“The women test pilots who were part of the First Lady Astronaut Trainees Program were a vital part of NASA’s Mercury Project,” said 2023 President of IEEE-USA, Eduardo Palacio. “While NASA never chose these women for space travel, they paved the way for the generations of women to follow and engineers today still benefit from their work.”
“I’m excited to support the recognition of the lives, legacies, and contributions of these pioneering women who paved the way for the next generation of girls and women to pursue their dreams in Aerospace,” said Team of the Brook Owens Fellowship and The Space Gal, Emily Calandrelli.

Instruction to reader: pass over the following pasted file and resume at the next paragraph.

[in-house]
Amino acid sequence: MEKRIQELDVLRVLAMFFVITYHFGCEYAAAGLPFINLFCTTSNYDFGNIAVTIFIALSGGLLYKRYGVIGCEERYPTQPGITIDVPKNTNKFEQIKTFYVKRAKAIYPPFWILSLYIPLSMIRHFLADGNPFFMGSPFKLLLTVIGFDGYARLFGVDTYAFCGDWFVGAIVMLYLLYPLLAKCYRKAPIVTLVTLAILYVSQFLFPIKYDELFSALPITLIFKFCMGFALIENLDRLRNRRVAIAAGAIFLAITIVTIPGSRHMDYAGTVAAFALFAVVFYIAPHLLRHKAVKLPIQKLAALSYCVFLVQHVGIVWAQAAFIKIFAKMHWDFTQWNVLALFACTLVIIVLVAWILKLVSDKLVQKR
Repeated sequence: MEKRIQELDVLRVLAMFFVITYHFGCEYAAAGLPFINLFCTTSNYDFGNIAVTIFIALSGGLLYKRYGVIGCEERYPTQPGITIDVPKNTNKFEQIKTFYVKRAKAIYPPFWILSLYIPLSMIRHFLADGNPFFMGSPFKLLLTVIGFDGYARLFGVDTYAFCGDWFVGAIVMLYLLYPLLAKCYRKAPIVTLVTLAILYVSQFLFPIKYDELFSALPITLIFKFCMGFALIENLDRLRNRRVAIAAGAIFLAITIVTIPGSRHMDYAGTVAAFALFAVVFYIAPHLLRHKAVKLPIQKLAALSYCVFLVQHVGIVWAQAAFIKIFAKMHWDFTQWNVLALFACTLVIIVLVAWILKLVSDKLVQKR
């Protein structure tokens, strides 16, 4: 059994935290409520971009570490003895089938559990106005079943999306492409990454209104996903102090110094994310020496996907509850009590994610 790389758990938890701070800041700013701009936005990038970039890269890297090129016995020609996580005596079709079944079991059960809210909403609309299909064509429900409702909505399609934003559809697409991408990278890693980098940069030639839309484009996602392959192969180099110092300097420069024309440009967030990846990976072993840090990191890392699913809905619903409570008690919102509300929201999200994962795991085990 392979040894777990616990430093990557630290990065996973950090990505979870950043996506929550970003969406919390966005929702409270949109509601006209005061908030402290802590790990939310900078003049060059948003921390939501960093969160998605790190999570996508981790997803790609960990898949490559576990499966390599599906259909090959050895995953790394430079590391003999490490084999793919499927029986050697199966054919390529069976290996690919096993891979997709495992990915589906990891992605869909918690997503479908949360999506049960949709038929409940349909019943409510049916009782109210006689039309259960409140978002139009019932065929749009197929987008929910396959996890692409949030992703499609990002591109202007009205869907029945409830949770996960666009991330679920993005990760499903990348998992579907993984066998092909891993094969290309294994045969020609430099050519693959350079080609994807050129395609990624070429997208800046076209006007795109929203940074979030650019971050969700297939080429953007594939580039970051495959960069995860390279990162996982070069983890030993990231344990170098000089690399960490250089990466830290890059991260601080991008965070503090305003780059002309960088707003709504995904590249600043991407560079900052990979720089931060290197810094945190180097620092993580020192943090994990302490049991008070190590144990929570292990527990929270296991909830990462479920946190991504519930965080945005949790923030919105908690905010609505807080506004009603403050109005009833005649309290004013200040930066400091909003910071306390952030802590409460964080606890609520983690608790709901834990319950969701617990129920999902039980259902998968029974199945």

The Congressional Women in STEM Caucus is a bipartisan group of Members dedicated to advancing the important role women in science, technology, engineering, and mathematics (STEM) play in boosting our economy, conducting groundbreaking research that leads to life-changing innovations, and furthering our nation’s scientific enterprise. For more on the caucus, click here.